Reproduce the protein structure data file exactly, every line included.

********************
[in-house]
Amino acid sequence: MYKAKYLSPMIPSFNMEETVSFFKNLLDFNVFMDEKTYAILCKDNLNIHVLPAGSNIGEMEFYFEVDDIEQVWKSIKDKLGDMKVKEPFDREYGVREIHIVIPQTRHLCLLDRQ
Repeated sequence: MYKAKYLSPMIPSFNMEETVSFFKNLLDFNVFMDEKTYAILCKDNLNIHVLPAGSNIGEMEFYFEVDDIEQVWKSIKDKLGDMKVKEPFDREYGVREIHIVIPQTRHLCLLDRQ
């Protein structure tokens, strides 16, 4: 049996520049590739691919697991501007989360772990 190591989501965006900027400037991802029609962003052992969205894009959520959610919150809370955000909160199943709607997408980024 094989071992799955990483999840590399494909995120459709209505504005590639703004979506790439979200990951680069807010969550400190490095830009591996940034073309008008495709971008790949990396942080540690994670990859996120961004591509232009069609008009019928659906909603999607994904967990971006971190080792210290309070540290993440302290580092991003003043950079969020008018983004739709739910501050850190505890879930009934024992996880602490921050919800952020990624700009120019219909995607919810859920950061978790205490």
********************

[in-house]
Amino acid sequence: MYKAKYLSPMIPSFNMEETVSFFKNLLDFNVFMDEKTYAILCKDNLNIHVLPAGSNIGEMEFYFEVDDIEQVWKSIKDKLGDMKVKEPFDREYGVREIHIVIPQTRHLCLLDRQ
Repeated sequence: MYKAKYLSPMIPSFNMEETVSFFKNLLDFNVFMDEKTYAILCKDNLNIHVLPAGSNIGEMEFYFEVDDIEQVWKSIKDKLGDMKVKEPFDREYGVREIHIVIPQTRHLCLLDRQ
């Protein structure tokens, strides 16, 4: 049996520049590739691919697991501007989360772990 190591989501965006900027400037991802029609962003052992969205894009959520959610919150809370955000909160199943709607997408980024 094989071992799955990483999840590399494909995120459709209505504005590639703004979506790439979200990951680069807010969550400190490095830009591996940034073309008008495709971008790949990396942080540690994670990859996120961004591509232009069609008009019928659906909603999607994904967990971006971190080792210290309070540290993440302290580092991003003043950079969020008018983004739709739910501050850190505890879930009934024992996880602490921050919800952020990624700009120019219909995607919810859920950061978790205490």